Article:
Howler Monkeys and Glass Frogs in Costa Rica

A number of students will be dropping us notes from around the world as they participate in Ripon College’s Liberal Arts In Focus program at the start of this summer. Kaitlyn Welzen ‘15 is an environmental studies and Spanish double-major with a minor in sociology. She writes to us from Costa Rica where she is taking “Exploring Sustainability and Development in Costa Rica” with professors Diane Beres and Soren Hauge.

¡Hola! Here in Costa Rica we have been learning about sustainability and economic development. After flying into Alejuela, near the Costa Rican capital of San José, we drove to the Tirimbina Rain Forest Center’s field station.

The first thing we saw when we arrived was a troop of howler monkeys in the trees right next to where we are staying. It was incredible to watch them high up in the tree tops slowly moving from branch to branch and occasionally making the sounds they are famous for: loud “howls” that carry across the forest.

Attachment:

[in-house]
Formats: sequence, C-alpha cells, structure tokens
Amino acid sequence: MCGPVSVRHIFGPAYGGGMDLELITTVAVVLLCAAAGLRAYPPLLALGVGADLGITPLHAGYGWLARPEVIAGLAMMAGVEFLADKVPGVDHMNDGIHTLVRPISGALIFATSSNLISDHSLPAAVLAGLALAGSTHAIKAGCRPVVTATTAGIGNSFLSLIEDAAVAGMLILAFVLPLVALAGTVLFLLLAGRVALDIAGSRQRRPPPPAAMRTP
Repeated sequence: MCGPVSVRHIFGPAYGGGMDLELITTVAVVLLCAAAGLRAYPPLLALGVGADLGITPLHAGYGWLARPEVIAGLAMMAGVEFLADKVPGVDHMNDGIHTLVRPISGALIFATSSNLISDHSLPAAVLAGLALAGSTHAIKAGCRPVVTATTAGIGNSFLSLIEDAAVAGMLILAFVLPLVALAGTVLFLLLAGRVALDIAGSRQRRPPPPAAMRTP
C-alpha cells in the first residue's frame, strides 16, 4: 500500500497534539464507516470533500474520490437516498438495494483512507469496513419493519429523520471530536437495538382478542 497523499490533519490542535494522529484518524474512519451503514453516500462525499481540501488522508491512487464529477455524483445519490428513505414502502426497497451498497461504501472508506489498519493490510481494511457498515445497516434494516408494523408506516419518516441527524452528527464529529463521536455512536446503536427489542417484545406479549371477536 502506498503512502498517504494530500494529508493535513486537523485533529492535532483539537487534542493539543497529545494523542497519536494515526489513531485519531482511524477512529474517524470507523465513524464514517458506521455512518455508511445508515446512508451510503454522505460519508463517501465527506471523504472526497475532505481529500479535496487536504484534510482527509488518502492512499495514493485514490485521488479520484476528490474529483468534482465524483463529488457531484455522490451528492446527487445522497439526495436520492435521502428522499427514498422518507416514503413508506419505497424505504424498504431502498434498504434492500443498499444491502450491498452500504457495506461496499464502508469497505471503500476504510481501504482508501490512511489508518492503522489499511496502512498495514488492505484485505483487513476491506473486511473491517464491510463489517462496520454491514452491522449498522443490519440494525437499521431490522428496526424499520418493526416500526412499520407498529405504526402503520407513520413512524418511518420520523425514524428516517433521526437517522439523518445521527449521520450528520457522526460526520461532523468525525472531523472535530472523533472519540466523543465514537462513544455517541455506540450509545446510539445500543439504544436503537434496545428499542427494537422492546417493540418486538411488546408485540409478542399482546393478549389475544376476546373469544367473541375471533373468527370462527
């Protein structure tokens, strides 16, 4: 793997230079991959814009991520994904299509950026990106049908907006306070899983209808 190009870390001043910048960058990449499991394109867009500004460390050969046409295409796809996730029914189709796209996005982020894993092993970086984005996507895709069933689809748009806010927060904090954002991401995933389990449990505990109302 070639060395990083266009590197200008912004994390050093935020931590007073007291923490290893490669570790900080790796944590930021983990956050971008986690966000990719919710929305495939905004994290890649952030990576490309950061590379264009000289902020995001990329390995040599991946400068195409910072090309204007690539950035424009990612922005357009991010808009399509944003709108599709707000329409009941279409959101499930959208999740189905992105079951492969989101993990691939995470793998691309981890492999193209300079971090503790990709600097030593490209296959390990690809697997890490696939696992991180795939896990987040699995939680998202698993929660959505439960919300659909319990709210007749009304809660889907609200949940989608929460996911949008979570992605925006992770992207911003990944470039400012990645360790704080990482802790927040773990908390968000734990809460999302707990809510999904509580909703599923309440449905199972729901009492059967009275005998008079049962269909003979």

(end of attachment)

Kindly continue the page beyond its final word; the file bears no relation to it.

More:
Our guide, Alexa, explained that howler monkeys make these noises as a group to signal to other troops where they are so that the groups can avoid conflict with one another in their search for food. It was a truly unique experience to be able to see those monkeys up-close in their natural habitat.

The other highlight from our time at the Tirimbina Reserve was the night hike we took to see herpetofauna, which are amphibians and reptiles. We saw an amazing variety of frogs, a caiman, sleeping bats, and insects.

My favorite type of frog was the glass frogs that our local guide, Lenin, found by the river that runs through the reserve. Glass frogs are partially translucent, so we could see some of the internal organs of the frog. They were small but truly incredible. Overall, our time in Tirimbina was filled with fauna and flora that we were incredibly lucky to see and it was a fantastic experience.

To learn more about the Liberal Arts In Focus program at Ripon College, click here.

To read more news by and about Ripon College students, click here.


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